NUTS statistical regions of Slovenia

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In the NUTS (Nomenclature of Territorial Units for Statistics) codes of Slovenia (SI), the three levels are:

Slovenia republic in Central Europe

Slovenia, officially the Republic of Slovenia, is a sovereign state located in southern Central Europe at a crossroads of important European cultural and trade routes. It is bordered by Italy to the west, Austria to the north, Hungary to the northeast, Croatia to the southeast, and the Adriatic Sea to the southwest. It covers 20,273 square kilometers (7,827 sq mi) and has a population of 2.07 million. One of the successor states of the former Yugoslavia, Slovenia is a parliamentary republic and a member of the United Nations, of the European Union, and of NATO. The capital and largest city is Ljubljana.

Contents

LevelSubdivisions#
NUTS 1 1
NUTS 2Macroregions (Kohezijske regije)2
NUTS 3 Statistical regions (Statistične regije)12

NUTS codes

SI0 Slovenia
SI03 Eastern Slovenia (Vzhodna Slovenija)
SI031 Mura Statistical Region (Pomurska statistična regija)
SI032 Drava Statistical Region (Podravska statistična regija)
SI033 Carinthia Statistical Region (Koroška statistična regija)
SI034 Savinja Statistical Region (Savinjska statistična regija)
SI035 Central Sava Statistical Region (Zasavska statistična regija)
SI036 Lower Sava Statistical Region (Spodnjeposavska statistična regija)
SI037 Southeast Slovenia Statistical Region (Jugovzhodna Slovenija statistična regija)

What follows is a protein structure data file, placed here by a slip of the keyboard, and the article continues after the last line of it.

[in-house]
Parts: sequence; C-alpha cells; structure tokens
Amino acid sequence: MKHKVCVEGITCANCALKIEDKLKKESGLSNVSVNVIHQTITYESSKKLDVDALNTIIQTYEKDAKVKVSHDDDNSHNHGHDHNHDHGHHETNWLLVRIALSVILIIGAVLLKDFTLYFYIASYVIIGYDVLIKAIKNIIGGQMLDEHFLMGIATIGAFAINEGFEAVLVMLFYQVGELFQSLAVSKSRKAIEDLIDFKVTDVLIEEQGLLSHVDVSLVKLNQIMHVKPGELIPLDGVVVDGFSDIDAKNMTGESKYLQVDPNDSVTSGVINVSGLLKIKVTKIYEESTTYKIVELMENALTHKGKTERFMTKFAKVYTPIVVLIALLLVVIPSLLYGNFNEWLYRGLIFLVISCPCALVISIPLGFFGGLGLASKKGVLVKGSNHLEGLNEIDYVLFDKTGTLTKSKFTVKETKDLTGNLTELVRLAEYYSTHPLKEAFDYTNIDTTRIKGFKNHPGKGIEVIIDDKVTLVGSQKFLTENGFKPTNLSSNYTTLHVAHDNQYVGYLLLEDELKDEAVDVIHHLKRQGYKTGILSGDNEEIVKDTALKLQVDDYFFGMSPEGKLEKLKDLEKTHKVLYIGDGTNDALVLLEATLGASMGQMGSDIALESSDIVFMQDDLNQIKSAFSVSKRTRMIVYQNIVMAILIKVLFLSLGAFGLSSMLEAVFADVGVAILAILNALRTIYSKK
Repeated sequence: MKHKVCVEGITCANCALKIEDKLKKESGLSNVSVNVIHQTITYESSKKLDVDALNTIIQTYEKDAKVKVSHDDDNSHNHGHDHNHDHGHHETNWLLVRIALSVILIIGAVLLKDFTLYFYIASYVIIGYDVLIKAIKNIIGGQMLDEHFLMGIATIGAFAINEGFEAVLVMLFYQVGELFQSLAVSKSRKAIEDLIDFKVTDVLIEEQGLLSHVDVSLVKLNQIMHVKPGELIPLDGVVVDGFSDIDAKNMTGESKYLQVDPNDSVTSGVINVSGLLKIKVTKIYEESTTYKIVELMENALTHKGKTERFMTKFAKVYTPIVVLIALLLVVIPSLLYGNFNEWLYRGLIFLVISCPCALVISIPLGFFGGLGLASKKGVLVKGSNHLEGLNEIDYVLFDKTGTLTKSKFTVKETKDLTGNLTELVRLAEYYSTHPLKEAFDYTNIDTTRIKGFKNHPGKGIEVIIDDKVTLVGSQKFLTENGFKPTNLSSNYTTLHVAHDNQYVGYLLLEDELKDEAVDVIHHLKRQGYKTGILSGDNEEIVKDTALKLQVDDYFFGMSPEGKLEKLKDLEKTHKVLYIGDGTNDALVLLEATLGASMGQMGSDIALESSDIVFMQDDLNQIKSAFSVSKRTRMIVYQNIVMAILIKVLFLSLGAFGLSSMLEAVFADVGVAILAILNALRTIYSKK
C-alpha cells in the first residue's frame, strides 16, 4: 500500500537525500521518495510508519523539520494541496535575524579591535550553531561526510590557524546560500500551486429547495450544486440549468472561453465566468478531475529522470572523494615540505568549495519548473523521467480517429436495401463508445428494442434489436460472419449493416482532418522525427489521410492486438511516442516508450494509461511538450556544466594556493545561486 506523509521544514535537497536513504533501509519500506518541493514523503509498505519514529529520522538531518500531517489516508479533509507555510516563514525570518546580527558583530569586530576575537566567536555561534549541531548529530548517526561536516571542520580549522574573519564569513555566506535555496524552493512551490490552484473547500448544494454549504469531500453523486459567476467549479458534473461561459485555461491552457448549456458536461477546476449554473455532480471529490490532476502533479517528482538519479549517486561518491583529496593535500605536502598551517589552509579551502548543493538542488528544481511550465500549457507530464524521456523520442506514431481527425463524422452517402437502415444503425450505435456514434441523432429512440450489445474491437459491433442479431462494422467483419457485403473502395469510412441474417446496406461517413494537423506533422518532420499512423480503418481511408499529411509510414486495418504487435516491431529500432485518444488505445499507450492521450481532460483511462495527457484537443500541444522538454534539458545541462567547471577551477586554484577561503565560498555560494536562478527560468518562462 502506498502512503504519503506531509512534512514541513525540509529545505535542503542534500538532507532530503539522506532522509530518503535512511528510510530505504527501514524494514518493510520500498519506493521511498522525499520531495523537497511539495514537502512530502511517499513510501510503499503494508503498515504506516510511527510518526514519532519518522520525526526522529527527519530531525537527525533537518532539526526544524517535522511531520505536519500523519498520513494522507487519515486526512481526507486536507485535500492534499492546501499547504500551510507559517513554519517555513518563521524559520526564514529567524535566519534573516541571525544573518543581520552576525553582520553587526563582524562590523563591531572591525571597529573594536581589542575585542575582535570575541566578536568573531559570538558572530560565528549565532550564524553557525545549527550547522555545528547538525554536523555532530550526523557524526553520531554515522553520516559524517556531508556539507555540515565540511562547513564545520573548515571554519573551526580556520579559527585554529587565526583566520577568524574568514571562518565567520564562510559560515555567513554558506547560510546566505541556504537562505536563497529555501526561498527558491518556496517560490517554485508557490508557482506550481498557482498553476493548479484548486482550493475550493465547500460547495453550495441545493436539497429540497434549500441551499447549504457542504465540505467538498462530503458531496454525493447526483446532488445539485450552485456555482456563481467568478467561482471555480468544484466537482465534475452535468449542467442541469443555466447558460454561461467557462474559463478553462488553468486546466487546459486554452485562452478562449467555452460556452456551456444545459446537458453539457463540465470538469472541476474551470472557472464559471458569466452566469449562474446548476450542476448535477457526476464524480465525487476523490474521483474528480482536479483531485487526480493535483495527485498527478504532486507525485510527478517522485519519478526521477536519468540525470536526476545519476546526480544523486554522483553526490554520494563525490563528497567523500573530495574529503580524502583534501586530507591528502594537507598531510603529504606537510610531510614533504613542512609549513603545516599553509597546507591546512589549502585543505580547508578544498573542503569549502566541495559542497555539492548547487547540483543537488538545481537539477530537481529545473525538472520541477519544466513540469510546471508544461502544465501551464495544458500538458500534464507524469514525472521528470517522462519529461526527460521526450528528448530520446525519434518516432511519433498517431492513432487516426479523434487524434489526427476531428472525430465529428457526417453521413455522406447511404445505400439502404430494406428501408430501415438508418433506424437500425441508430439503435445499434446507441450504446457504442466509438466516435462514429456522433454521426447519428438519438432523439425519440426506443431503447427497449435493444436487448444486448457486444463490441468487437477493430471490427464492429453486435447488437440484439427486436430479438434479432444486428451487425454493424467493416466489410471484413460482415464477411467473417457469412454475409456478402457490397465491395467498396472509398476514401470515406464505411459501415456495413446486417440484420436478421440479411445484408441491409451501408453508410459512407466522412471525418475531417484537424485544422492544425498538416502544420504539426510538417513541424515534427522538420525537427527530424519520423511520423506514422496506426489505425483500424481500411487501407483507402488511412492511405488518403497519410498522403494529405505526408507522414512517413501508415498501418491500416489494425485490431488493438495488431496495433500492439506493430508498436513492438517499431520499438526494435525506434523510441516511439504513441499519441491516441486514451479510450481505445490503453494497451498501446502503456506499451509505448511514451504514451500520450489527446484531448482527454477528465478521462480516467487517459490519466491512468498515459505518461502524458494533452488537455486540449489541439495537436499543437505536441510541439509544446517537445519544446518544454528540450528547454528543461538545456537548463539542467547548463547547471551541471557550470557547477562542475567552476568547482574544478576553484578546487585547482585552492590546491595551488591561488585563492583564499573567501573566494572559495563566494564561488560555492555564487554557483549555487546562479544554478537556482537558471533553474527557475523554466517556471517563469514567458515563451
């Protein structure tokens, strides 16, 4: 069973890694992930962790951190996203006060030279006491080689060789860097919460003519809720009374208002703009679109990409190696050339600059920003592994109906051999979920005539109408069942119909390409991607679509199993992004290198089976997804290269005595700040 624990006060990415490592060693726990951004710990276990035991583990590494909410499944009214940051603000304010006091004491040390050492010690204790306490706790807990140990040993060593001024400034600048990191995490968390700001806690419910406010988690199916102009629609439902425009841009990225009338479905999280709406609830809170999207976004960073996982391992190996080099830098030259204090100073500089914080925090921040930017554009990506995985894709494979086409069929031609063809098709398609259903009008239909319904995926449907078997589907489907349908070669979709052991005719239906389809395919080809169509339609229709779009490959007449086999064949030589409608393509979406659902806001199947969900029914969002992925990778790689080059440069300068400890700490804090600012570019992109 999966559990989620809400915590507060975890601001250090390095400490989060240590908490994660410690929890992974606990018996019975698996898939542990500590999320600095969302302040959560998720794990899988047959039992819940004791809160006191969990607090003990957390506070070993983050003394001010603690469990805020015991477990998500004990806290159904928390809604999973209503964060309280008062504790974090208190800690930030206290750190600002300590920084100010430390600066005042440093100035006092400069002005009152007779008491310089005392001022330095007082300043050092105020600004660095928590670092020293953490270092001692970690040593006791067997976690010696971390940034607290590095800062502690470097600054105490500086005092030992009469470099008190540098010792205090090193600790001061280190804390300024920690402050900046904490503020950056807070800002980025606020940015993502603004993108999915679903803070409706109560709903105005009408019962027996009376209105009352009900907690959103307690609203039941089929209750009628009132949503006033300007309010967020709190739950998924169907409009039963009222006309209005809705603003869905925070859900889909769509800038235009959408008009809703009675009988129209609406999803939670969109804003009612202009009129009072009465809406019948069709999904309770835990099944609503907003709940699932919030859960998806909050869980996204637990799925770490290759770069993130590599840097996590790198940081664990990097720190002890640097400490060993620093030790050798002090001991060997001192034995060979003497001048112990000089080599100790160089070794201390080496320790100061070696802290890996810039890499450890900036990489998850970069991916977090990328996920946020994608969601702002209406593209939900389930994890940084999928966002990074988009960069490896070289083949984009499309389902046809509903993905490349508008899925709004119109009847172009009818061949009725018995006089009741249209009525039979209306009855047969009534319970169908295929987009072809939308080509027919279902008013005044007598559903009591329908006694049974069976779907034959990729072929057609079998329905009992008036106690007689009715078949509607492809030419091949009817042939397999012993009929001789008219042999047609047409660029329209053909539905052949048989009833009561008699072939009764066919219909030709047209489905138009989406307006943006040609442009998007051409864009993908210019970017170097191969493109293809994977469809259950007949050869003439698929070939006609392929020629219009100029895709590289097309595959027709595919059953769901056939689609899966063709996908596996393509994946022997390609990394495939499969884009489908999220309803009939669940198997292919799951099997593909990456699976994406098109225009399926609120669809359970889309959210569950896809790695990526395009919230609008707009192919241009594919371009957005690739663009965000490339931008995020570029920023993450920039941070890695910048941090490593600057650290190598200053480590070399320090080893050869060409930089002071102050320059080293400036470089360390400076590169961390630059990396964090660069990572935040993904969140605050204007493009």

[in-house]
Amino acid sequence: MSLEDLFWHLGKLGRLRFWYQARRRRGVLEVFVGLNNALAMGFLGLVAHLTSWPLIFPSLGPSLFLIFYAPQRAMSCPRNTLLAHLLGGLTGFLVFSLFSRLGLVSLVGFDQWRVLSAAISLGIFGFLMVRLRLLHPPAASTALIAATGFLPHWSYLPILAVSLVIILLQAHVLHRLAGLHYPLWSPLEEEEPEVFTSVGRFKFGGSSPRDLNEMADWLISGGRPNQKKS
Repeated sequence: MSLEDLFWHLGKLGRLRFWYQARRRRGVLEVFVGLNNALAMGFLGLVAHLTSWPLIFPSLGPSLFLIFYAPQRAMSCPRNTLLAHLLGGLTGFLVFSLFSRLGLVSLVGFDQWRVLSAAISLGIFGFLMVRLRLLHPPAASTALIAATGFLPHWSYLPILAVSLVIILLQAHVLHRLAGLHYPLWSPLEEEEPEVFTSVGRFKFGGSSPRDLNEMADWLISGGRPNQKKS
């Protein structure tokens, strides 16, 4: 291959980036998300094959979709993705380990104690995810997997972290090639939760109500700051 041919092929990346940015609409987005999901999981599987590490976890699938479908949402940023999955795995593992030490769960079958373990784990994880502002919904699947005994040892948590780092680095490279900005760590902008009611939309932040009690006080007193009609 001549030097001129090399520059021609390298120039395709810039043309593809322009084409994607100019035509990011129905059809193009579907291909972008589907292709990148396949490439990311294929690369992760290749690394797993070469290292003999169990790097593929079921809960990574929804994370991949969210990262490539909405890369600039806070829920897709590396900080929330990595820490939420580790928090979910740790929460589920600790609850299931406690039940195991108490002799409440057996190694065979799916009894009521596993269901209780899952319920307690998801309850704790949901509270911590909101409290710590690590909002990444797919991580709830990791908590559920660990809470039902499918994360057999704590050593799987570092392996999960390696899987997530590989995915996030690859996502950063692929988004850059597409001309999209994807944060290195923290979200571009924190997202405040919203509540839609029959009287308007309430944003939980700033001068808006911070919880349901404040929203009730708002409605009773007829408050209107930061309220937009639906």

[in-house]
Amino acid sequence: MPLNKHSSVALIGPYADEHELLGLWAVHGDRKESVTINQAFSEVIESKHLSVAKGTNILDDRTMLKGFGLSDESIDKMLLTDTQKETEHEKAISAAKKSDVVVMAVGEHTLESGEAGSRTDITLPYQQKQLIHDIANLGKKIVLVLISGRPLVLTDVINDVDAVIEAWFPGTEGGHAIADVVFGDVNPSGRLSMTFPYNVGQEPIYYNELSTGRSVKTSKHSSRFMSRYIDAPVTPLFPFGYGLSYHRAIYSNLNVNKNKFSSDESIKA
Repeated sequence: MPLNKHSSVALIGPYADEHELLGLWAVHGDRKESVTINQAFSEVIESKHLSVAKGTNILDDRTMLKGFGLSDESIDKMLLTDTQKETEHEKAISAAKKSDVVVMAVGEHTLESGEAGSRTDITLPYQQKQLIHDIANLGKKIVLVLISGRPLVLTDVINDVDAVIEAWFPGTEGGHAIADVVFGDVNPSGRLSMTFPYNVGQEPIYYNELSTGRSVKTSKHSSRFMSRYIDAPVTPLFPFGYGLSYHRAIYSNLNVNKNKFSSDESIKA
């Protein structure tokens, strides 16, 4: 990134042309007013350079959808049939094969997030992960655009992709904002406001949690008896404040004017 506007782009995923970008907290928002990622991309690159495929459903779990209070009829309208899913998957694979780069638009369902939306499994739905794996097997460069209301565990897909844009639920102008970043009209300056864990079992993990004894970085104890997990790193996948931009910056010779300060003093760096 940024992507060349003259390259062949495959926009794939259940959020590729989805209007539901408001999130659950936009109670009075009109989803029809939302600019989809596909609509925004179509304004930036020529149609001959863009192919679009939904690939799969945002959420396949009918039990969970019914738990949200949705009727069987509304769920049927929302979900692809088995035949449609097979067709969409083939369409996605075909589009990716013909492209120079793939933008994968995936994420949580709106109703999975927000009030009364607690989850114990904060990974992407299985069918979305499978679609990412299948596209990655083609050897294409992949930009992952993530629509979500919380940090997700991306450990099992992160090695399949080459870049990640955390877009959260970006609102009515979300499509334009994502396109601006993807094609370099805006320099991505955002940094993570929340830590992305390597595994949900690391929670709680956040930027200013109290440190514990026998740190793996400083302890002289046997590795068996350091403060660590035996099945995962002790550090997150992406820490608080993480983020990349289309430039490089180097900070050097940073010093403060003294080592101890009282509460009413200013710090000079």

SI038 Inner Carniola–Karst Statistical Region (Notranjsko-kraška statistična regija)
SI04 Western Slovenia (Zahodna Slovenija)
SI041 Central Slovenia Statistical Region (Osrednjeslovenska statistična regija)
SI042 Upper Carniola Statistical Region (Gorenjska statistična regija)
SI043 Gorizia Statistical Region (Goriška statistična regija)
SI044 Coastal–Karst Statistical Region (Obalno-kraška statistična regija)


In the 2003 version, the codes were as follows:

SI0 Slovenia
SI00 Slovenia
SI001 Mura Statistical Region (Pomurska statistična regija)
SI002 Drava Statistical Region (Podravska statistična regija)
SI003 Carinthia Statistical Region (Koroška statistična regija)
SI004 Savinja Statistical Region (Savinjska statistična regija)
SI005 Central Sava Statistical Region (Zasavska statistična regija)
SI006 Lower Sava Statistical Region (Spodnjeposavska statistična regija)
SI009 Upper Carniola Statistical Region (Gorenjska statistična regija)
SI00A Inner Carniola–Karst Statistical Region (Notranjsko-kraška statistična regija)
SI00B Gorizia Statistical Region (Goriška statistična regija)
SI00C Coastal–Karst Statistical Region (Obalno-kraška statistična regija)